The Swiss, who earlier this week confirmed his return to the top of the ATP world rankings at the age of 36, breezed past his Bulgarian opponent 6-2 6-2 on the way to his 97th tour-level trophy.
Federer told www.atpworldtour.com: “It’s definitely one of those weeks I will never forget in my life. It’s unbelievable to get my 97th title and get back to world number one. It’s very special.
“I was expecting it to be tough today. Grigor is a great player and a great athlete and he’s been playing super well in recent months.
“I thought that this wasn’t going to be the result, but he looked to be struggling a bit and I never looked back. I was able to execute my tennis the way I wanted to. I’m very happy.”
Federer, who had previously won in the Dutch city in 2005 and 2012, assumed control after breaking in the fifth game in front of King Willem-Alexander of the Netherlands as Dimitrov made 13 unforced errors in the first set.
An immediate break in the second set him on the road to a comfortable victory and 401,580 Euros – around £355,385 – prize money inside an hour.
Dimitrov, who had not dropped a set on his way to the final, was far from at his best, but left with a cheque for 196,875 Euros, or £174,228.
After becoming the oldest World No1 in history, there’s plenty of people who say Roger Federer is not only the greatest tennis player of all time but the best-ever sportsman, too.
Here, our writers discuss who they think the best is in our top-three format debate.
STUART APPLEBY, SAYS:
1. ROGER FEDERER
Quite simply, the perfect sportsman. Titles, records and longevity are the main hallmarks of his staggering success at the top of the game over a 15-year period but it’s the Swiss’s professionalism, high-level of sportsmanship and will to keep going and going which sets him apart. As his climb back to the top of the rankings has proved, Federer is the man that can do no wrong and probably the most popular athlete around.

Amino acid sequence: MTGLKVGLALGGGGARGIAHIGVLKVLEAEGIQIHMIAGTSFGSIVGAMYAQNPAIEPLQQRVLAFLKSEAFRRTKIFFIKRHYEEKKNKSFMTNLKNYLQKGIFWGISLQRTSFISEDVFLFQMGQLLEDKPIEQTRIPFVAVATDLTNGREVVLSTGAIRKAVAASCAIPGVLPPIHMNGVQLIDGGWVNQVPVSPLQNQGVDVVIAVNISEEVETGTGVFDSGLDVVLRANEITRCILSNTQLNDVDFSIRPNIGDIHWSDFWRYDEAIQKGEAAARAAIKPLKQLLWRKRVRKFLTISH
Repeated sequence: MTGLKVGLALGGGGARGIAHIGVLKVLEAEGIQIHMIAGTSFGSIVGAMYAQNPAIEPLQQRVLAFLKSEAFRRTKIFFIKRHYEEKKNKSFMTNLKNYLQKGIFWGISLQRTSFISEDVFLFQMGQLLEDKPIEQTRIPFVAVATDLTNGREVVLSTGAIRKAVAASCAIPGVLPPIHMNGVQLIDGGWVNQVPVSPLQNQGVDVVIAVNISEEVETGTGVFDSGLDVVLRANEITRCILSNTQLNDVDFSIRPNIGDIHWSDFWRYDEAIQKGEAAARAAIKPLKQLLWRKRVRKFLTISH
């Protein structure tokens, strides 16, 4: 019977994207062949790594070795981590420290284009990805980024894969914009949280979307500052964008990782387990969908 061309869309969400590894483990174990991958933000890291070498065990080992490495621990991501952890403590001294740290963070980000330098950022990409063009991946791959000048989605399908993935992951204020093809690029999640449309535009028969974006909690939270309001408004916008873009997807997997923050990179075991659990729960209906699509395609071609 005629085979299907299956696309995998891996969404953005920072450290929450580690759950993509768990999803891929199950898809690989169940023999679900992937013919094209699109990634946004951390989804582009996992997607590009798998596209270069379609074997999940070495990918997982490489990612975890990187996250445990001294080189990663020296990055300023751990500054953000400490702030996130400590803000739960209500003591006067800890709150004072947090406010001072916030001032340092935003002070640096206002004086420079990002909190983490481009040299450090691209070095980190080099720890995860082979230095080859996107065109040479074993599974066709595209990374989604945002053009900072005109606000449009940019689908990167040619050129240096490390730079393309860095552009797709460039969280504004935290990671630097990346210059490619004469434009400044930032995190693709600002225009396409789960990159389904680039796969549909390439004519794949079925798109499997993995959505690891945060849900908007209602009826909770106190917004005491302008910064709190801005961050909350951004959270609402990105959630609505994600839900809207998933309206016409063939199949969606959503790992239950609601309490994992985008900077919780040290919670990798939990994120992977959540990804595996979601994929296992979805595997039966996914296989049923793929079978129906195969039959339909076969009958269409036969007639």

2. MUHAMMAD ALI:
Appropriately, the boxing king was nicknamed “The Greatest” and certainly lived up to that billing in a remarkable career and life. He was the only heavyweight champion in history to hold the lineal championship on three different occasions. Fought in the toughest ever era, with his eighth-round knockout of George Foreman in 1974 being one of the best-ever fights. Huge personality and presence which has never been matched.
3. LIONEL MESSI
Amazingly, he is still only 30 and going from strength to strength. The five-time Ballon d’Or winner is the ultimate individual but also team player, possessing skill and talent of which the game hadn’t seen so consistently before. He was the main man behind arguably the best club side in history, leading Barcelona to a glittering array of titles particularly between 2008 and 2012. Can do anything on the pitch and just loves the game.
ALEX BROUN, SAYS:
1. MICHAEL PHELPS
There are many who have a claim on the GOAT but I’m going to start with the most decorated Olympian of all time, with a total of 28 medals. He has also won the most Olympic gold medals (23), and in Beijing in 2008 broke fellow American swimmer Mark Spitz’s 1972 record of seven golds at any single Olympic Games. He also did it over five Olympics, four of which he was the most successful athlete of the Games.
2. ROGER FEDERER
In terms of consistency, technique and longevity the Swiss has to be up there. Federer has won a record 20 Grand Slam singles titles including a record eight Wimbledons, a record six Australian Opens and a record five consecutive US Opens. He has held the World No1 spot in the ATP rankings for a record total of 302 weeks and has displayed a remarkable level to get back to the summit of the game.
3. CRISTIANO RONALDO
This might be controversial as I’m including one and not the other (Messi), but an equal most five Ballon d’Or awards, five league titles and four Champions Leagues puts him right up there. He also continues to produce year after year. Perhaps his most extraordinary achievement was lifting a very ordinary Portugal team to the European Championship in 2016. He’s the sort of player who makes other players around him play better.